Want to know more about the Critical Analysis section? Check out the American Association of Medical College’s description of this section here.
After posting the last two entries about Jay Baruch and Rita Charon’s upcoming talks, a recent article in the New York Times offers thoughtful opinions about why narratives are important in the field of medicine. Take a look at Peter D. Kramer’s article and let me know what you think.
October is a great time to be on campus. Sure, there are midterms and falling temperatures–but there are also some amazing talks happening. Here’s one that promises to be incredible–and it’s free and open to the public.
Annual Human Values in Health Care Lecture
Wed, Oct 22, 3:30 – 5:00, in Goergen Hall 101, (Optics and Bioengineering) on the River Campus
Narrative Disaster Zones: Story Pearls and Pitfalls in the Emergency Department
Presenter: Jay Baruch, MD, Associate Professor, Emergency Medicine, Alpert Medical School, Brown University
Jay Baruch, MD is Associate Professor of Emergency Medicine at the Alpert Medical School at Brown University, where he serves as the director of the Program in Clinical Arts and Humanities, co-director of the medical humanities and bioethics scholarly concentration, and director of the ethics curriculum. Dr. Baruch’s short fiction and essays have appeared in numerous print and online medical and literary journals. His academic work centers on the importance of creative thinking and creative writing skills in clinical medicine.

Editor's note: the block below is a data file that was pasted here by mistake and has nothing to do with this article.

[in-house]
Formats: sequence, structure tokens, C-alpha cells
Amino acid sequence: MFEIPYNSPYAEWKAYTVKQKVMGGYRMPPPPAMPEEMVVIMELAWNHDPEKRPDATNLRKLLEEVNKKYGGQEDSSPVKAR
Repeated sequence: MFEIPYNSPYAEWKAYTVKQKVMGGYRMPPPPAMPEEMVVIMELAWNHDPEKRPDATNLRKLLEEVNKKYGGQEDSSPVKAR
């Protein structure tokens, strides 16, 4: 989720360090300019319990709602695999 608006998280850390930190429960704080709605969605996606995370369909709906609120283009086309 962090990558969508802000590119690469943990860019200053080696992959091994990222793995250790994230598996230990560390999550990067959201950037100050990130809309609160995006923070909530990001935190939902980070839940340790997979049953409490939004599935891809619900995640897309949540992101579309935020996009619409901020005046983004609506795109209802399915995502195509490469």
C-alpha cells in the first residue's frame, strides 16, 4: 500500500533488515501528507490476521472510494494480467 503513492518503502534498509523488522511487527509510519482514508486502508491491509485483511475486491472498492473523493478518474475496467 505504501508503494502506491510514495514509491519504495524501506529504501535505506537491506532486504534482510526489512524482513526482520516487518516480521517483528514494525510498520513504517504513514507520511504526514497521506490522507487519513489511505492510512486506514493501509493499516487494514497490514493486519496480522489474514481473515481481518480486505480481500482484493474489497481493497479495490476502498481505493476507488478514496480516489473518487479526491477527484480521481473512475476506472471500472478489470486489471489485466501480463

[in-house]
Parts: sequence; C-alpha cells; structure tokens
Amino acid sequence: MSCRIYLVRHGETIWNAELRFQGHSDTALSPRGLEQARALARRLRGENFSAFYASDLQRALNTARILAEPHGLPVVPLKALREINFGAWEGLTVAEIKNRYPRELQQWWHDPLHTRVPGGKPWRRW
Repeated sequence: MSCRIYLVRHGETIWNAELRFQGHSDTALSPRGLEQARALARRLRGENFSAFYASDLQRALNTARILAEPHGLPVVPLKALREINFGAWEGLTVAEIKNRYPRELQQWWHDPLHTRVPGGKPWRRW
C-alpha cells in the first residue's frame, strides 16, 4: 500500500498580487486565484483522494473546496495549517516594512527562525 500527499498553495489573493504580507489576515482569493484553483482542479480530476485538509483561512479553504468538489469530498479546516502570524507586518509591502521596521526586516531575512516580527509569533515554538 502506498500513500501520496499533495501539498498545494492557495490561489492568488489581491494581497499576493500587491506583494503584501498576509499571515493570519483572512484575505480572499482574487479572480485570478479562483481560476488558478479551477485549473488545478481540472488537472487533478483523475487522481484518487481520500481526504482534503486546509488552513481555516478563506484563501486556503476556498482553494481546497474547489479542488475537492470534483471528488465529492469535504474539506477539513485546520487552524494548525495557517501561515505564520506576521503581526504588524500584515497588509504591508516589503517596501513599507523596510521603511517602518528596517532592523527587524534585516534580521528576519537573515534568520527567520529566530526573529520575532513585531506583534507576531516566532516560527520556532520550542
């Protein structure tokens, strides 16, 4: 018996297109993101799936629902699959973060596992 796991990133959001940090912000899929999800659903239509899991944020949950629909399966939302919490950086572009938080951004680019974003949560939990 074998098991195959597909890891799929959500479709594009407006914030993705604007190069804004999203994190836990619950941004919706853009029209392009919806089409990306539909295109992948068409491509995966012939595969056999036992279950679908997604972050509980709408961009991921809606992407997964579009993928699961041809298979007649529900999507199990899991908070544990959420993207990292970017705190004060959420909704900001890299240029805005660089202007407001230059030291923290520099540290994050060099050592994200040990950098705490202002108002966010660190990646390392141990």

This event is sponsored by the Division of Medical Humanities and Bioethics in the School of Medicine and Dentistry and the University Committee for Interdisciplinary Studies Human Values in Health Care Cluster.
For further information, contact Mary Fisher, 275-6435; email@example.com.
I hope to see you there!